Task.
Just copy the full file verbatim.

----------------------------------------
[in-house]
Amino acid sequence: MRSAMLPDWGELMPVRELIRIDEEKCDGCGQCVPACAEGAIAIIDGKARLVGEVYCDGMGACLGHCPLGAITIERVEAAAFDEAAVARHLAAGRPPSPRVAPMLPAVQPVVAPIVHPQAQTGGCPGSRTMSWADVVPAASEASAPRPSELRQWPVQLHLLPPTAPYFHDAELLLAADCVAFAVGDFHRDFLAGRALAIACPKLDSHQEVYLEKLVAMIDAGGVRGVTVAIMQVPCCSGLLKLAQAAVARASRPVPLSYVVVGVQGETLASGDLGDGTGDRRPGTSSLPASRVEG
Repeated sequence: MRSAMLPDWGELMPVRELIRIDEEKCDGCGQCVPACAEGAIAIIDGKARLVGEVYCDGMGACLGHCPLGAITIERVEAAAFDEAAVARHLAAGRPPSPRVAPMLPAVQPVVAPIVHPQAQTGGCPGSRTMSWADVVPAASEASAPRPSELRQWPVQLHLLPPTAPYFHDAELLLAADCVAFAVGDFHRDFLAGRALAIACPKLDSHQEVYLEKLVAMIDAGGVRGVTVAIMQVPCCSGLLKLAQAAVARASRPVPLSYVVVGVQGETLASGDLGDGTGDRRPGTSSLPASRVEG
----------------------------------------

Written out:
[in-house]
Amino acid sequence: MRSAMLPDWGELMPVRELIRIDEEKCDGCGQCVPACAEGAIAIIDGKARLVGEVYCDGMGACLGHCPLGAITIERVEAAAFDEAAVARHLAAGRPPSPRVAPMLPAVQPVVAPIVHPQAQTGGCPGSRTMSWADVVPAASEASAPRPSELRQWPVQLHLLPPTAPYFHDAELLLAADCVAFAVGDFHRDFLAGRALAIACPKLDSHQEVYLEKLVAMIDAGGVRGVTVAIMQVPCCSGLLKLAQAAVARASRPVPLSYVVVGVQGETLASGDLGDGTGDRRPGTSSLPASRVEG
Repeated sequence: MRSAMLPDWGELMPVRELIRIDEEKCDGCGQCVPACAEGAIAIIDGKARLVGEVYCDGMGACLGHCPLGAITIERVEAAAFDEAAVARHLAAGRPPSPRVAPMLPAVQPVVAPIVHPQAQTGGCPGSRTMSWADVVPAASEASAPRPSELRQWPVQLHLLPPTAPYFHDAELLLAADCVAFAVGDFHRDFLAGRALAIACPKLDSHQEVYLEKLVAMIDAGGVRGVTVAIMQVPCCSGLLKLAQAAVARASRPVPLSYVVVGVQGETLASGDLGDGTGDRRPGTSSLPASRVEG